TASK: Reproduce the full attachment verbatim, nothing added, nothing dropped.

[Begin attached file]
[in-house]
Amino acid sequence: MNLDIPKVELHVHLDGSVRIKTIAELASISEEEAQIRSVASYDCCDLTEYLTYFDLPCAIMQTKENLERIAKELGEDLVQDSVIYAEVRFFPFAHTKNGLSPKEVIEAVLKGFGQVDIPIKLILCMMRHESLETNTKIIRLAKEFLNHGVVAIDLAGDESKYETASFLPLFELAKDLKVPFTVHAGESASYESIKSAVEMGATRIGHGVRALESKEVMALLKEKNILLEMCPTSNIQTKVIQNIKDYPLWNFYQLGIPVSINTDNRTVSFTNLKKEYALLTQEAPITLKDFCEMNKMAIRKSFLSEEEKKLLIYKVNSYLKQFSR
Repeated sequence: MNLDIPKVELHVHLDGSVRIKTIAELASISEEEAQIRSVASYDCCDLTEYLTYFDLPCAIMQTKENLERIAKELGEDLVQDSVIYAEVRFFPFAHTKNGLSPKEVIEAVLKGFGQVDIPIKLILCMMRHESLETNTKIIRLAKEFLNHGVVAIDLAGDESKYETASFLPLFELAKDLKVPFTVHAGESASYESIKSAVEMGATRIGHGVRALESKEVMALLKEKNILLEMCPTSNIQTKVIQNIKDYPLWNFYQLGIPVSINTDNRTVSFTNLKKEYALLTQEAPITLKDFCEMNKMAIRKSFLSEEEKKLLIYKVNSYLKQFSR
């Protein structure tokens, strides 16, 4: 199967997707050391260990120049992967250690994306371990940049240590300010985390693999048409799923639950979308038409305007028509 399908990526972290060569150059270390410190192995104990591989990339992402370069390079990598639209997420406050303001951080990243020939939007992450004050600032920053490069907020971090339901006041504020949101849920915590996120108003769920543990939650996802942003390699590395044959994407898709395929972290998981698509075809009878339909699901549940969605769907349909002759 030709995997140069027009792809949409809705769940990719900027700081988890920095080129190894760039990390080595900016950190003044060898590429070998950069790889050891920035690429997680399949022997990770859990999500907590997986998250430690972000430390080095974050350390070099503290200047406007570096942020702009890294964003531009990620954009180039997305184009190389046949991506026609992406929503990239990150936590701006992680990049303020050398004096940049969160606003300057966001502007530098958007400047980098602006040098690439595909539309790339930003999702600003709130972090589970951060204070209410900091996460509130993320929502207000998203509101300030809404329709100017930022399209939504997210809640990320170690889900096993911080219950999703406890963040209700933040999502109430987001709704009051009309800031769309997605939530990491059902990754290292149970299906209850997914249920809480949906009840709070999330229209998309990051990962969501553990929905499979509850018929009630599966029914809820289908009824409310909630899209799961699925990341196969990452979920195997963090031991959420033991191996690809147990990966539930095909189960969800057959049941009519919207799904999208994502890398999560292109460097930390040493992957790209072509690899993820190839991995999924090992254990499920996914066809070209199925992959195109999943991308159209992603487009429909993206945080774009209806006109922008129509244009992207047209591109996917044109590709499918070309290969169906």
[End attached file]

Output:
[in-house]
Amino acid sequence: MNLDIPKVELHVHLDGSVRIKTIAELASISEEEAQIRSVASYDCCDLTEYLTYFDLPCAIMQTKENLERIAKELGEDLVQDSVIYAEVRFFPFAHTKNGLSPKEVIEAVLKGFGQVDIPIKLILCMMRHESLETNTKIIRLAKEFLNHGVVAIDLAGDESKYETASFLPLFELAKDLKVPFTVHAGESASYESIKSAVEMGATRIGHGVRALESKEVMALLKEKNILLEMCPTSNIQTKVIQNIKDYPLWNFYQLGIPVSINTDNRTVSFTNLKKEYALLTQEAPITLKDFCEMNKMAIRKSFLSEEEKKLLIYKVNSYLKQFSR
Repeated sequence: MNLDIPKVELHVHLDGSVRIKTIAELASISEEEAQIRSVASYDCCDLTEYLTYFDLPCAIMQTKENLERIAKELGEDLVQDSVIYAEVRFFPFAHTKNGLSPKEVIEAVLKGFGQVDIPIKLILCMMRHESLETNTKIIRLAKEFLNHGVVAIDLAGDESKYETASFLPLFELAKDLKVPFTVHAGESASYESIKSAVEMGATRIGHGVRALESKEVMALLKEKNILLEMCPTSNIQTKVIQNIKDYPLWNFYQLGIPVSINTDNRTVSFTNLKKEYALLTQEAPITLKDFCEMNKMAIRKSFLSEEEKKLLIYKVNSYLKQFSR
């Protein structure tokens, strides 16, 4: 199967997707050391260990120049992967250690994306371990940049240590300010985390693999048409799923639950979308038409305007028509 399908990526972290060569150059270390410190192995104990591989990339992402370069390079990598639209997420406050303001951080990243020939939007992450004050600032920053490069907020971090339901006041504020949101849920915590996120108003769920543990939650996802942003390699590395044959994407898709395929972290998981698509075809009878339909699901549940969605769907349909002759 030709995997140069027009792809949409809705769940990719900027700081988890920095080129190894760039990390080595900016950190003044060898590429070998950069790889050891920035690429997680399949022997990770859990999500907590997986998250430690972000430390080095974050350390070099503290200047406007570096942020702009890294964003531009990620954009180039997305184009190389046949991506026609992406929503990239990150936590701006992680990049303020050398004096940049969160606003300057966001502007530098958007400047980098602006040098690439595909539309790339930003999702600003709130972090589970951060204070209410900091996460509130993320929502207000998203509101300030809404329709100017930022399209939504997210809640990320170690889900096993911080219950999703406890963040209700933040999502109430987001709704009051009309800031769309997605939530990491059902990754290292149970299906209850997914249920809480949906009840709070999330229209998309990051990962969501553990929905499979509850018929009630599966029914809820289908009824409310909630899209799961699925990341196969990452979920195997963090031991959420033991191996690809147990990966539930095909189960969800057959049941009519919207799904999208994502890398999560292109460097930390040493992957790209072509690899993820190839991995999924090992254990499920996914066809070209199925992959195109999943991308159209992603487009429909993206945080774009209806006109922008129509244009992207047209591109996917044109590709499918070309290969169906």